Presidents under pressure: the resignation of Richard Nixon and the impeachment case against Trump
As the case for impeaching President Donald Trump is built by Democrat opponents, Peter Ling looks for echoes of the investigation that led to the fall of Richard Nixon in 1974. How was the case built against the former US president, when was he impeached, and why? This article from BBC World Histories magazine has the facts...
On 8 August 1974, Richard Nixon solemnly addressed the American people to announce that he was resigning. He remains the only US president to do so – and he did it under the threat of impeachment.
On 24 September 2019, the Speaker of the House of Representatives, Nancy Pelosi, announced that multiple committees would investigate whether President Donald Trump should be impeached. Their main focus would be the president’s telephone conversation on 25 July with Ukrainian president Volodymyr Zelensky, in which Trump urged Zelensky to investigate whether former US vice-president Joe Biden – widely tipped to be Trump’s Democratic opponent in the 2020 election – pushed for the dismissal of a Ukrainian prosecutor scrutinising the business activities of his son, Hunter Biden. The call was made after the US had suspended $391 million in military aid to Ukraine; some have taken this as an implication that this funding might be reactivated if Zelensky could do Trump a “favor”.
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That call was revealed when an intelligence officer formally complained that the president was misusing his position. This ‘whistle-blower’ alerted the relevant authorities, but the report was not automatically passed to the relevant Congressional oversight committees by the acting director of national intelligence, as required by US law.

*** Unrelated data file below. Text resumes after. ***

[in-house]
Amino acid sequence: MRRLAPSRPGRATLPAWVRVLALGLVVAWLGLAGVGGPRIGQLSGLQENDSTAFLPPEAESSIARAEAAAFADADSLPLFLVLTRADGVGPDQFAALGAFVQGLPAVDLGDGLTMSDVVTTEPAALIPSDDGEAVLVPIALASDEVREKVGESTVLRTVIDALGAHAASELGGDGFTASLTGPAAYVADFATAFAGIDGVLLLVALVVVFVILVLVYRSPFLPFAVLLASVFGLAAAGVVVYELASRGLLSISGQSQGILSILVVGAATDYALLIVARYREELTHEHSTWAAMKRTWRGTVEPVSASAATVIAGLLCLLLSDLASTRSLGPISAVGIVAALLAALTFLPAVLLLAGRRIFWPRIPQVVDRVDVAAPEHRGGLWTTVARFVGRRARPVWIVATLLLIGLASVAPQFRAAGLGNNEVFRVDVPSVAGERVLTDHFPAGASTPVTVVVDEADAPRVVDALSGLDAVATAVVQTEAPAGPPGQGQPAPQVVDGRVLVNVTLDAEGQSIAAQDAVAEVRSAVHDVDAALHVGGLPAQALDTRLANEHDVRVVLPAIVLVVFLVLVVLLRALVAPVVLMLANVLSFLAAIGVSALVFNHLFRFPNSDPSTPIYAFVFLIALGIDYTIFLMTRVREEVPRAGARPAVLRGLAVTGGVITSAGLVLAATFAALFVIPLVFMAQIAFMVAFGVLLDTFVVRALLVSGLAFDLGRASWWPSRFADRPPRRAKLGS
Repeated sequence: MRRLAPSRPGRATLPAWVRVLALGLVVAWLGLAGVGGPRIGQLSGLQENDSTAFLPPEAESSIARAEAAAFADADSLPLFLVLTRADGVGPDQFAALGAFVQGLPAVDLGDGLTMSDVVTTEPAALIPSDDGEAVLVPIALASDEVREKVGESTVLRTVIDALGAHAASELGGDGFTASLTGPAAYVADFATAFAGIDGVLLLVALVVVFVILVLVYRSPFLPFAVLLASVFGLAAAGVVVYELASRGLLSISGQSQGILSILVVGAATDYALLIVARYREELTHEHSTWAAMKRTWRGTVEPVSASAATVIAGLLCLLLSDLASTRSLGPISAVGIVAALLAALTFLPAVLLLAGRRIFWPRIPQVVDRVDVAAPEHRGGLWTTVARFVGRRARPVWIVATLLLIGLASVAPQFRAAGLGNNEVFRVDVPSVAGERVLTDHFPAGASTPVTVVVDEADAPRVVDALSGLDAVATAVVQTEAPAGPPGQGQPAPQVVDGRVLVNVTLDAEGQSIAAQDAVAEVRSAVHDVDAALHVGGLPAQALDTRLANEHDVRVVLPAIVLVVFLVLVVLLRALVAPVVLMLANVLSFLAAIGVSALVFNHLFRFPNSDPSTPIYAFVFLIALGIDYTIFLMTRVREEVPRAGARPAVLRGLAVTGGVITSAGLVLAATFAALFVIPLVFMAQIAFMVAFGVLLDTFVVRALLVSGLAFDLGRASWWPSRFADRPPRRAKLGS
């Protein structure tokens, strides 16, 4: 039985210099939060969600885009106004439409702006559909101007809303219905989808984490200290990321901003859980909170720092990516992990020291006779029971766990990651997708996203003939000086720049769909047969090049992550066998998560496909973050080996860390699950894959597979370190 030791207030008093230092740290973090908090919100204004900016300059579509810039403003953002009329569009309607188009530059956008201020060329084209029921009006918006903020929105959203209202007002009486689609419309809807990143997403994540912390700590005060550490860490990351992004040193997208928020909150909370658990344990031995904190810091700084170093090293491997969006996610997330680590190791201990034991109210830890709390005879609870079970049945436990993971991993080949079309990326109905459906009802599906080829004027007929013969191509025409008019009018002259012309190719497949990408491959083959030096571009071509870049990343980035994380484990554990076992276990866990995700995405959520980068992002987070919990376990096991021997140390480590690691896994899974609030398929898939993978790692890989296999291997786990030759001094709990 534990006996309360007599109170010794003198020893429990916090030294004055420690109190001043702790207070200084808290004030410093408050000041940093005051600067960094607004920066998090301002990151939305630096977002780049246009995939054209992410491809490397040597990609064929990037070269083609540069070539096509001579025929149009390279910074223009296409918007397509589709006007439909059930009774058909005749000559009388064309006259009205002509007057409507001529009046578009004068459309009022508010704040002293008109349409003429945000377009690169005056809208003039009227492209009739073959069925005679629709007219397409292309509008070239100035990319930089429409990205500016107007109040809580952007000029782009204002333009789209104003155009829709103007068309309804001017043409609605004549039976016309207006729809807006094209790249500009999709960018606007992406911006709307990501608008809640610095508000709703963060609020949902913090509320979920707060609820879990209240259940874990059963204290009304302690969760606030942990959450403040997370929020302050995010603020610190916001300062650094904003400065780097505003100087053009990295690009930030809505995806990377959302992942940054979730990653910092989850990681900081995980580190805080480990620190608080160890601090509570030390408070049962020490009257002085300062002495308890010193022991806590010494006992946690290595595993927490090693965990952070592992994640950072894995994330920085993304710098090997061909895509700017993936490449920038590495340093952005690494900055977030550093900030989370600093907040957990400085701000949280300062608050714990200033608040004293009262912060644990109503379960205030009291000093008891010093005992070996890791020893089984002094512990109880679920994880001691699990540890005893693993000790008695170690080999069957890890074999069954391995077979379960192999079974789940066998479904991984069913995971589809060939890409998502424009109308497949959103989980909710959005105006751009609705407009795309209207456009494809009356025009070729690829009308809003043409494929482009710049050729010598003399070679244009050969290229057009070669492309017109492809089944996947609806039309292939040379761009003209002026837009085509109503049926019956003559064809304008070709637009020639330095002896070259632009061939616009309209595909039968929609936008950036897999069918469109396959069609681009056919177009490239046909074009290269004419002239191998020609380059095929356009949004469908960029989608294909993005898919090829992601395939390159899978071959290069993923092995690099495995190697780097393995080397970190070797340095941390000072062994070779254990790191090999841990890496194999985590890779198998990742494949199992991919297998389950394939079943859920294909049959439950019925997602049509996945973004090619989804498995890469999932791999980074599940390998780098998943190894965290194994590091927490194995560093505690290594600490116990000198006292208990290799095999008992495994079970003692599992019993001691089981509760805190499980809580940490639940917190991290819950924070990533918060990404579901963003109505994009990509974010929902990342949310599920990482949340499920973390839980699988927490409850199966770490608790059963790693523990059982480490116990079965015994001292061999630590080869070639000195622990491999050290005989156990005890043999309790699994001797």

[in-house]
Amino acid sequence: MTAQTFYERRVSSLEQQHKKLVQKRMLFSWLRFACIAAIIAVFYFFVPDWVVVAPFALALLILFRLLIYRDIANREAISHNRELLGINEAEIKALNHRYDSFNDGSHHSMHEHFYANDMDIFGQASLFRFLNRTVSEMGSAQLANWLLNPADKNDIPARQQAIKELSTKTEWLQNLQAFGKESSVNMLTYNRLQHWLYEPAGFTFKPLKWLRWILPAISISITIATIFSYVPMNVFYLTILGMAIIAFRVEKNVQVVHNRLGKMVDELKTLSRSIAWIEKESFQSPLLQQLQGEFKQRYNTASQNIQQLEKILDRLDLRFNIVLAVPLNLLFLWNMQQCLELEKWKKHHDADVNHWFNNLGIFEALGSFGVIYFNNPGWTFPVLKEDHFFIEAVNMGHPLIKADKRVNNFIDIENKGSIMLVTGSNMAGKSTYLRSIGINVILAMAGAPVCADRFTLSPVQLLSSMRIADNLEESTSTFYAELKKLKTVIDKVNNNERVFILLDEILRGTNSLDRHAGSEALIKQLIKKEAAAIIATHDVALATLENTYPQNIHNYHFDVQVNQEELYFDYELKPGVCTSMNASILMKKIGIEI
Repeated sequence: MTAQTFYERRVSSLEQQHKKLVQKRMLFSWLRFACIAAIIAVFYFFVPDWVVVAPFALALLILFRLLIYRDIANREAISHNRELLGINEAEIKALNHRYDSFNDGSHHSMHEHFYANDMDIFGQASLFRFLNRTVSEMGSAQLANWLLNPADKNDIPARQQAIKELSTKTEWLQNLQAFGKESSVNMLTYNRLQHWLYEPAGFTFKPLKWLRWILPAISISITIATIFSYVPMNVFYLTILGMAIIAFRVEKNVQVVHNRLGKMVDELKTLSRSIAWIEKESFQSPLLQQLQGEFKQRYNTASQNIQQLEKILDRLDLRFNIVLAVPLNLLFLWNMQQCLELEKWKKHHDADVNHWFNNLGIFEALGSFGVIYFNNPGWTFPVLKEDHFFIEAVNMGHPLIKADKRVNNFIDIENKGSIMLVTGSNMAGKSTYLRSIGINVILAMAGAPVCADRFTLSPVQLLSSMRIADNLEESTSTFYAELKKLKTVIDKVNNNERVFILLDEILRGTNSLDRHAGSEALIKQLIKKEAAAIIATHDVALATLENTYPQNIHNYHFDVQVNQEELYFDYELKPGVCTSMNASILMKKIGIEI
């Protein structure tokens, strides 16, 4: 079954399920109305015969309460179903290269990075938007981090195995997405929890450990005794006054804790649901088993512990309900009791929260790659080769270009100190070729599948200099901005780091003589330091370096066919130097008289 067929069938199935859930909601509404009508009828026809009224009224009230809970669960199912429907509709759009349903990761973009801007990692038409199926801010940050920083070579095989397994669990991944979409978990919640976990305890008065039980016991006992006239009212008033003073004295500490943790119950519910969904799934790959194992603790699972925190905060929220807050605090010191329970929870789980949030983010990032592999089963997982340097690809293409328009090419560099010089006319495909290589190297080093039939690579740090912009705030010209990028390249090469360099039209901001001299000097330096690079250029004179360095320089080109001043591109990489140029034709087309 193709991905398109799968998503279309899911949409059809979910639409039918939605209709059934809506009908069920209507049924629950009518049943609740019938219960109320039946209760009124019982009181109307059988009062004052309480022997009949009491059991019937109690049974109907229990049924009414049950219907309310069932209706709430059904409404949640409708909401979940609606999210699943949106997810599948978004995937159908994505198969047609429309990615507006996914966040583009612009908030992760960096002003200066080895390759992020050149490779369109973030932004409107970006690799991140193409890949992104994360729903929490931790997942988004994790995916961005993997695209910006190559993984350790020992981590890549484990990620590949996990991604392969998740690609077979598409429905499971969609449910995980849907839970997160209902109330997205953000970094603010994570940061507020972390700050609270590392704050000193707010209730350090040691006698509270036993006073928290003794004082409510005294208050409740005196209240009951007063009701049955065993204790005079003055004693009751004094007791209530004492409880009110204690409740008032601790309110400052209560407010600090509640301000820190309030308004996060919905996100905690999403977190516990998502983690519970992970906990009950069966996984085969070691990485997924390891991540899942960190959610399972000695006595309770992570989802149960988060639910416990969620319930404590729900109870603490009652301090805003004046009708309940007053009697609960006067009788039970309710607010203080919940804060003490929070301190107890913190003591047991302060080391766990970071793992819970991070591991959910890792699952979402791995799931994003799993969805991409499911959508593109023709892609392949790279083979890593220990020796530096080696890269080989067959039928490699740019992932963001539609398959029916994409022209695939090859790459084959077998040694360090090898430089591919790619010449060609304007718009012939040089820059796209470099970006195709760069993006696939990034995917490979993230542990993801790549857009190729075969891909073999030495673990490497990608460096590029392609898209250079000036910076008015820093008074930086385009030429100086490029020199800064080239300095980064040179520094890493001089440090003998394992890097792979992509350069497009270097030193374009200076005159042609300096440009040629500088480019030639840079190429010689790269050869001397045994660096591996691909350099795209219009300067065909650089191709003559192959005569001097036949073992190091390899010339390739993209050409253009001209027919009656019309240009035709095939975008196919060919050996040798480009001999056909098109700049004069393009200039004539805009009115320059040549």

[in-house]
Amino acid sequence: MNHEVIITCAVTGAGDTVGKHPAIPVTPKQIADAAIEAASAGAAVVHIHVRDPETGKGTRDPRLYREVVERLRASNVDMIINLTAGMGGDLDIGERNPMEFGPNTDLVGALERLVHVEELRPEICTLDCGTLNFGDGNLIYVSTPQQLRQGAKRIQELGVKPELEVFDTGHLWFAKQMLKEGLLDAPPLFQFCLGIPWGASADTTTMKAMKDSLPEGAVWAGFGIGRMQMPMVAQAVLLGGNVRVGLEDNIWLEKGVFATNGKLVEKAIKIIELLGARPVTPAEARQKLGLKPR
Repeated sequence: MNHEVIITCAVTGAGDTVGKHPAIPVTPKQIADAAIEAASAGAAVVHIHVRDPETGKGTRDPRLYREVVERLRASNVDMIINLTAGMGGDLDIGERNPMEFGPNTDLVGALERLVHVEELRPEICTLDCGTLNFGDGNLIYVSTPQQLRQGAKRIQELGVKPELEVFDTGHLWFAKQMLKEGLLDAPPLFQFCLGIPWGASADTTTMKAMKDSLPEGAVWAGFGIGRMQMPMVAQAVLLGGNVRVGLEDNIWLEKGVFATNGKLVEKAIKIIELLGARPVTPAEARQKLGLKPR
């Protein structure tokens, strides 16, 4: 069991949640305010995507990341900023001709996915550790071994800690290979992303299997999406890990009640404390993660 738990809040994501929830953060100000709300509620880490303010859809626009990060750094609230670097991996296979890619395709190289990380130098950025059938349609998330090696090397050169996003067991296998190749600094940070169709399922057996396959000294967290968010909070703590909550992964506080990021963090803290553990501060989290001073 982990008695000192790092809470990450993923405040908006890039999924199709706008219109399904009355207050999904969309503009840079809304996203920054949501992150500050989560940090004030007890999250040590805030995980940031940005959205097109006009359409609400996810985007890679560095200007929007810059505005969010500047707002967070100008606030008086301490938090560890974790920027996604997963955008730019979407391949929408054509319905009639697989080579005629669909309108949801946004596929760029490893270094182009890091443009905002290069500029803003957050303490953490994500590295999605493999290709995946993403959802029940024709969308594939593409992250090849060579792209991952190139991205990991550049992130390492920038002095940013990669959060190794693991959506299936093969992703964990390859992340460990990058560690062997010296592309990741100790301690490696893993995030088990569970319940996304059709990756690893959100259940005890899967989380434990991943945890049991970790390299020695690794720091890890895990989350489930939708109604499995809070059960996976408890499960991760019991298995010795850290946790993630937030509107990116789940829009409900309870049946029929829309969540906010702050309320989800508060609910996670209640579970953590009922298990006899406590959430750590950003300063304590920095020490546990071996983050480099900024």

Any attempt to exert such leverage to obtain ‘dirt’ on the Bidens might be viewed as an abuse of power. Such was the charge 45 years ago, in the second of the three articles of impeachment that were drafted against Richard Nixon in 1974. The first was obstruction of justice, based on his efforts to impede the now-infamous Watergate inquiry; the third was contempt of Congress, a related charge arising from his repeated refusal to hand over subpoenaed documents. Given the intemperate character of recent exchanges between Trump and his congressional critics, the House might feasibly draft three similar articles against him – and there are parallels to be found in the cases.
Delaying the whistle-blower’s report, and moving the phone-call records and associated documents to a different server with different access codes in the days after the complaint, looks like an orchestrated attempt to obstruct justice. Indeed, those same actions prompted the Society for Historians of American Foreign Relations to seek a federal injunction because they fear the Trump administration cannot be trusted to keep accurate records.
It is against the law to solicit a foreign entity to interfere in a US election, and for any candidate to accept contributions of ‘value’ of any kind from foreign entities; by pressing Ukraine to investigate Biden’s son, the president could be said to be seeking to extract a contribution of value to his re-election bid. Trump then publicly called for China to investigate Hunter Biden, and implied that his tariff policy might change if it did, which would also seem to be an invitation to break this law. He also labelled his Congressional critics “traitors”, and the whistle-blower a “spy” who should be exposed and possibly executed. Trump has resisted Congressional demands to interview officials such as secretary of state Mike Pompeo. All of this could be read as constituting contempt of Congress.
Testifying before the House Intelligence Committee, former US ambassador to the Ukraine Marie Yovanovich revealed that President Trump’s personal attorney, Rudy Giuliani, was behind efforts to compel the Ukrainian authorities to announce a public investigation into corruption at Burisma, the energy company with which Hunter Biden was associated.
At the same time, she revealed that she clashed with Giuliani after he supported a visa application from Viktor Shokin, who was barred from the US due to “known corrupt activity”. Shokin had been a controversial prosecutor general of Ukraine, whose conduct in office had prompted the Obama administration to withhold $1 billion in loan guarantees unless he was removed. Giuliani and others have stressed Vice President Joe Biden’s role in Shokin’s removal.